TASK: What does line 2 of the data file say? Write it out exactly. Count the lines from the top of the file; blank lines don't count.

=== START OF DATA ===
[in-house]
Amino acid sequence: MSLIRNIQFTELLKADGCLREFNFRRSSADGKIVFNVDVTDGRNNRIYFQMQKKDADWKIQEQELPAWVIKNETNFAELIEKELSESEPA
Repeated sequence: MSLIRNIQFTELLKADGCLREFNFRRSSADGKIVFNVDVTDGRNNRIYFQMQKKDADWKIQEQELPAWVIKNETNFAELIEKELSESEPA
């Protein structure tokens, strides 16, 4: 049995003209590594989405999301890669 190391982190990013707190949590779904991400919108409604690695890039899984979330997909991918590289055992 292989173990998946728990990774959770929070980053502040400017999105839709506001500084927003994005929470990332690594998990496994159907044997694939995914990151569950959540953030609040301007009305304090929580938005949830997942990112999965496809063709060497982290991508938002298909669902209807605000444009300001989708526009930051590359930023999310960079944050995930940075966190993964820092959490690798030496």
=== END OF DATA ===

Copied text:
Amino acid sequence: MSLIRNIQFTELLKADGCLREFNFRRSSADGKIVFNVDVTDGRNNRIYFQMQKKDADWKIQEQELPAWVIKNETNFAELIEKELSESEPA